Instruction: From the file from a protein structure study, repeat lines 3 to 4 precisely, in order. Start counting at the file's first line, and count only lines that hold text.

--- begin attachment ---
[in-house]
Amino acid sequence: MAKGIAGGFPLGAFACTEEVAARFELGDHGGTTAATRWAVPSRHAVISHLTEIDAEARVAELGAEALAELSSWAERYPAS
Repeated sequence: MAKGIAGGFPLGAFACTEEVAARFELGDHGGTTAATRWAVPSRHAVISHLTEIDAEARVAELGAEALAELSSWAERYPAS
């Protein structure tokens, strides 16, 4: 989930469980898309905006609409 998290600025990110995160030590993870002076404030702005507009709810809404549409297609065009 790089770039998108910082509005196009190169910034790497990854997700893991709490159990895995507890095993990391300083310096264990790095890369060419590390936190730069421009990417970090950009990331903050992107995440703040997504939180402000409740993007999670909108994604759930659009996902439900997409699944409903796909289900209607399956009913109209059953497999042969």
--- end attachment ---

Repeated sequence: MAKGIAGGFPLGAFACTEEVAARFELGDHGGTTAATRWAVPSRHAVISHLTEIDAEARVAELGAEALAELSSWAERYPAS
């Protein structure tokens, strides 16, 4: 989930469980898309905006609409 998290600025990110995160030590993870002076404030702005507009709810809404549409297609065009 790089770039998108910082509005196009190169910034790497990854997700893991709490159990895995507890095993990391300083310096264990790095890369060419590390936190730069421009990417970090950009990331903050992107995440703040997504939180402000409740993007999670909108994604759930659009996902439900997409699944409903796909289900209607399956009913109209059953497999042969």